|Publication number||US8081755 B2|
|Application number||US 11/419,468|
|Publication date||Dec 20, 2011|
|Filing date||May 19, 2006|
|Priority date||May 20, 2005|
|Also published as||US20060265601|
|Publication number||11419468, 419468, US 8081755 B2, US 8081755B2, US-B2-8081755, US8081755 B2, US8081755B2|
|Inventors||Bin Zhu, Shipeng Li, Yang Yang|
|Original Assignee||Microsoft Corporation|
|Export Citation||BiBTeX, EndNote, RefMan|
|Patent Citations (26), Non-Patent Citations (22), Referenced by (3), Classifications (16), Legal Events (3)|
|External Links: USPTO, USPTO Assignment, Espacenet|
This application claims the benefit of U.S. Provisional Patent Application No. 60/683,111, entitled “Syntax Compliant Encryption for JPEG 2000 and Motion JPEG 2000” filed on May 20, 2005 and is related to U.S. application patent Ser. No. 11/419,464 entitled “MPEG-4 Encryption Enabling Transcoding Without Decryption” and filed concurrently, which are hereby both incorporated by reference.
Images can be compressed by JPEG2000 (J2K) compression and videos can be compressed by Motion JPEG2000 compression, which are referred to as JPEG2000-based compression. A J2K codestream is organized in a hierarchical structure and provides Fine Granularity Scalability (FGS) that can be truncated to the preset layers (i.e., qualities), resolutions, components, tiles, etc., or to coding passes inside a packet to fit a large variety of application scenarios. Motion JPEG 2000 encodes each video frame independently using a J2K codestream.
JPEG2000 specifies that a code-block's bitstream is distributed across one or more layers in a codestream. A layer consists of a number of consecutive bit-plane coding passes from each code-block in a tile including all subbands of all components for that tile. JPEG2000 defines an intermediate space-frequency structure known as a “precinct” 203. A precinct is a group of spatially contiguous code-blocks from the LH, HL, and HH subbands of a resolution level.
A JPEG2000 codestream consists of “packets.” Each packet is a continuous segment in the compressed codestream representing a component, specific tile, layer, resolution level, and precinct. Each packet can be uniquely identified by tile, component, resolution level, layer, and precinct. JPEG2000 allows for various coding progression orders for a tile based on component, resolution level, layer, and precinct.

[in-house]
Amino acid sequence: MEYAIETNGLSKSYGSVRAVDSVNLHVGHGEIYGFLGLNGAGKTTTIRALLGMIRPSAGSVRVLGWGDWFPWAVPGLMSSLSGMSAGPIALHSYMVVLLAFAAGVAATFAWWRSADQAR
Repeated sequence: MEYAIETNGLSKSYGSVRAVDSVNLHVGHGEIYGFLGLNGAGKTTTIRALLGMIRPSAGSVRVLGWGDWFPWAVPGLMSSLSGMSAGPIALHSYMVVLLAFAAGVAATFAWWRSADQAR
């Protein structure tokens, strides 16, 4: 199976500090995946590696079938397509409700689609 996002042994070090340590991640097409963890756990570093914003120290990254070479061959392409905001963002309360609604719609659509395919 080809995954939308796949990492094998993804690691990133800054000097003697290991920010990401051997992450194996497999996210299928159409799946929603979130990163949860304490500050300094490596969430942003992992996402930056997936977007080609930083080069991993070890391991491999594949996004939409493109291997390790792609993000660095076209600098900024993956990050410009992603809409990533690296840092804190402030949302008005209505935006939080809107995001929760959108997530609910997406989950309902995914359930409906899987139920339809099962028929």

A packet header contains the data length of each Code-block Contribution to the Packet (“CCP”). JPEG2000 does not allow within an ACS or a CCP a byte-aligned value between 0xFF90 and 0xFFFF for any two consecutive bytes or ending with a byte value of 0xFF. A RCS does not allow any byte-aligned nine consecutive bits of 1 or ending with a byte of value 0xFF. JPEG2000 uses the unattainable range of two consecutive bytes to represent unique markers to facilitate organization and parsing of the bitstream and to improve error resilience.
Encryption can be applied to J2K codestreams to protect images from unauthorized access or usage. An important requirement for encryption of scalable codestreams is that the encrypted codestream should preserve as fine as possible granularity for scalability so that it can be truncated directly by an encryption-unaware device without decryption. In other words, as an image is processed by intermediaries, it is desirable that those intermediaries can reduce scale (e.g., resolution) of the image without having to decrypt the image. A desirable requirement for JPEG2000 encryption is that an encrypted J2K codestream is still compliant to JPEG2000 syntax and that encrypted data does not emulate any JPEG2000 delimiters to avoid erroneous parsing or synchronization, especially under error-prone transmissions.